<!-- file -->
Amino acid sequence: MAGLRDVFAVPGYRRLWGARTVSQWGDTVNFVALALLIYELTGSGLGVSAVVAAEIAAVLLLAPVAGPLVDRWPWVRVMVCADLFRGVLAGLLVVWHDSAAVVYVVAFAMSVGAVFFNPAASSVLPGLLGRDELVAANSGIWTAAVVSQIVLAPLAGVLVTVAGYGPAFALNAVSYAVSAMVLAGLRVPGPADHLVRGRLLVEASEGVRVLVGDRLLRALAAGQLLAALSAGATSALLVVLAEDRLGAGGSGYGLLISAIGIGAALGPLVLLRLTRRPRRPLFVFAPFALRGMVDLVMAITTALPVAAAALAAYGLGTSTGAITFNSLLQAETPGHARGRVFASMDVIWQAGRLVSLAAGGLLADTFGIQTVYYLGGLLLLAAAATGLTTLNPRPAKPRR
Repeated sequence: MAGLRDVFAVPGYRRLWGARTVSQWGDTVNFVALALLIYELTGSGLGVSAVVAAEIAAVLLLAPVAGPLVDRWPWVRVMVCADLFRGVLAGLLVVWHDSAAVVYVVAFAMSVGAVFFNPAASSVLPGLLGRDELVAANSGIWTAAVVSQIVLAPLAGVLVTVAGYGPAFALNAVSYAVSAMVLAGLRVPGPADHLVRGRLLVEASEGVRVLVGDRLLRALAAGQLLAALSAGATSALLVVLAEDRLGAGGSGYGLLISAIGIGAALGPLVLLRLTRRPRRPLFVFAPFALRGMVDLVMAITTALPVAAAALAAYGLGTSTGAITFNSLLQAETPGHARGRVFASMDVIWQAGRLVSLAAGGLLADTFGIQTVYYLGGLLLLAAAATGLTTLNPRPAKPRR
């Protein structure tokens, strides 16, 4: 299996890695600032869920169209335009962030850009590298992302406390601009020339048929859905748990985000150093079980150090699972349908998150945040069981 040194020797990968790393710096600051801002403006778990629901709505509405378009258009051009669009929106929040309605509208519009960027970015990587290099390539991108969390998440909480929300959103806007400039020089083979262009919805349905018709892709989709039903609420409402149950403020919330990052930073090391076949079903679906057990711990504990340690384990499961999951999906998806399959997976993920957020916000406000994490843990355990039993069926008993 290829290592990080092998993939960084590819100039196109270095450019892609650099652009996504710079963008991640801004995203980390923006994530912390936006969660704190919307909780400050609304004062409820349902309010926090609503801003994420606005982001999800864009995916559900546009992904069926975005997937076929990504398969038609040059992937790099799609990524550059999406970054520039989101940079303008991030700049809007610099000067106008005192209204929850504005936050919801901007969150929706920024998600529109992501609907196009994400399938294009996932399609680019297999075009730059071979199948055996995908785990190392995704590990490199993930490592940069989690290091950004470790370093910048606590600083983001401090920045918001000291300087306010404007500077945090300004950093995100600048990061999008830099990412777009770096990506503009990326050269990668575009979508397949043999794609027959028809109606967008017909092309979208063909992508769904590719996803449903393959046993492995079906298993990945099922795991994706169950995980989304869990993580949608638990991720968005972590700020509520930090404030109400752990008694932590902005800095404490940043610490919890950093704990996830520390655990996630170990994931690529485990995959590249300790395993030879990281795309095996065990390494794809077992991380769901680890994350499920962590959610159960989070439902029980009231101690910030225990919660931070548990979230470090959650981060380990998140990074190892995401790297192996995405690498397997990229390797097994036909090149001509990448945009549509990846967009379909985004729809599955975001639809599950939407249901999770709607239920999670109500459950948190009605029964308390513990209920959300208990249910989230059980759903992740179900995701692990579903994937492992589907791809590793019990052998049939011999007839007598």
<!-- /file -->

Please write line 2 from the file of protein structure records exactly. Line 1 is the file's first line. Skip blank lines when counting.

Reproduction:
Repeated sequence: MAGLRDVFAVPGYRRLWGARTVSQWGDTVNFVALALLIYELTGSGLGVSAVVAAEIAAVLLLAPVAGPLVDRWPWVRVMVCADLFRGVLAGLLVVWHDSAAVVYVVAFAMSVGAVFFNPAASSVLPGLLGRDELVAANSGIWTAAVVSQIVLAPLAGVLVTVAGYGPAFALNAVSYAVSAMVLAGLRVPGPADHLVRGRLLVEASEGVRVLVGDRLLRALAAGQLLAALSAGATSALLVVLAEDRLGAGGSGYGLLISAIGIGAALGPLVLLRLTRRPRRPLFVFAPFALRGMVDLVMAITTALPVAAAALAAYGLGTSTGAITFNSLLQAETPGHARGRVFASMDVIWQAGRLVSLAAGGLLADTFGIQTVYYLGGLLLLAAAATGLTTLNPRPAKPRR